VIDEO: [Global News] Jason Clemens explains significance of growing debt-per-person during Prime Minister Trudeau’s period of office. [Feb 21, 2019]
“Today’s federal deficit and mounting debt are the result of discretionary spending, taken with little concern for the immediate risks, long-term impact and the history of deficit-spending in Canada,” said Jason Clemens, Fraser Institute executive vice president and co-author of Federal Deficits Then and Now: Is Canada Repeating the Fiscal Mistakes of 1965 to 1995?
The study finds that, due in part to higher-than-planned government spending and lower-than-forecast government revenue, the federal government ran budget deficits every year (except one) from 1965 to 1995 (when the federal debt increased from $17.2 billion to more than $500 billion) until a period of reform beginning in 1995.
Fast-forward to 2015, when federal finances were on track to budget balance, the newly-elected federal government increased spending immediately after entering office, resulting in a deficit instead of a balanced budget. The federal debt is now close to $700 billion and projected to total almost $1 trillion by 2040/41.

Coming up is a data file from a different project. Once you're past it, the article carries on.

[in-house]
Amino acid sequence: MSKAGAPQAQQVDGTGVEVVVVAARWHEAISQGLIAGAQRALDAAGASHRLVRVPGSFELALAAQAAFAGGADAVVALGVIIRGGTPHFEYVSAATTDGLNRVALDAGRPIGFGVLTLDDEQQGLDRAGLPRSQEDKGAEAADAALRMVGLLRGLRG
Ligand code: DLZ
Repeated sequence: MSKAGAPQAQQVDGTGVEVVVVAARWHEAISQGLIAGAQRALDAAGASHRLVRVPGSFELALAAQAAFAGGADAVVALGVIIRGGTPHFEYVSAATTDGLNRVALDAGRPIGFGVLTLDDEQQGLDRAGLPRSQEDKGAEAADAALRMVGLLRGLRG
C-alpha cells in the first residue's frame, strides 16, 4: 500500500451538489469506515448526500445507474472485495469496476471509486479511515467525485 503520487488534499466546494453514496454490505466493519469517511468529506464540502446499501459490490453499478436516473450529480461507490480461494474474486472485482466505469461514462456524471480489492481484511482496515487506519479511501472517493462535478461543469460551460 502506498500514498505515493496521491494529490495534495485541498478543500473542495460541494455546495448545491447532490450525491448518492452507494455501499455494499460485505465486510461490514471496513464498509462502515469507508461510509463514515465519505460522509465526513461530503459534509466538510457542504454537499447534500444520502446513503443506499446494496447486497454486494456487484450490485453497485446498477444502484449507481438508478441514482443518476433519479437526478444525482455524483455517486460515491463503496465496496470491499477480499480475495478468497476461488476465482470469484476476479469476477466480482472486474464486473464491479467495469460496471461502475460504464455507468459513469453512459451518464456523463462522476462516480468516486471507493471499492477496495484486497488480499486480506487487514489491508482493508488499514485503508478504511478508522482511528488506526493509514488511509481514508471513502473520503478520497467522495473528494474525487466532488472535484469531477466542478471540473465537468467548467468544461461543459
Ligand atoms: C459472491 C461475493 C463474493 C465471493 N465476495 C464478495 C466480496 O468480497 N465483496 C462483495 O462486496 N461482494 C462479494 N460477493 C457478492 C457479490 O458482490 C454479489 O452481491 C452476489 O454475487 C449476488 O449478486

Crucially, since 2015 actual federal spending has exceeded budgeted spending. For example, in 2018, despite higher-than-expected revenue, Ottawa spent $8.0 billion more than originally budgeted with no improvement in its deficit. We saw similar trends during the 1965-1975 period when the federal government routinely spent every dollar of its higher-than-expected revenues.
This article continues at [Fraser Institute] Liberals set to repeat deficit mistakes of the twentieth century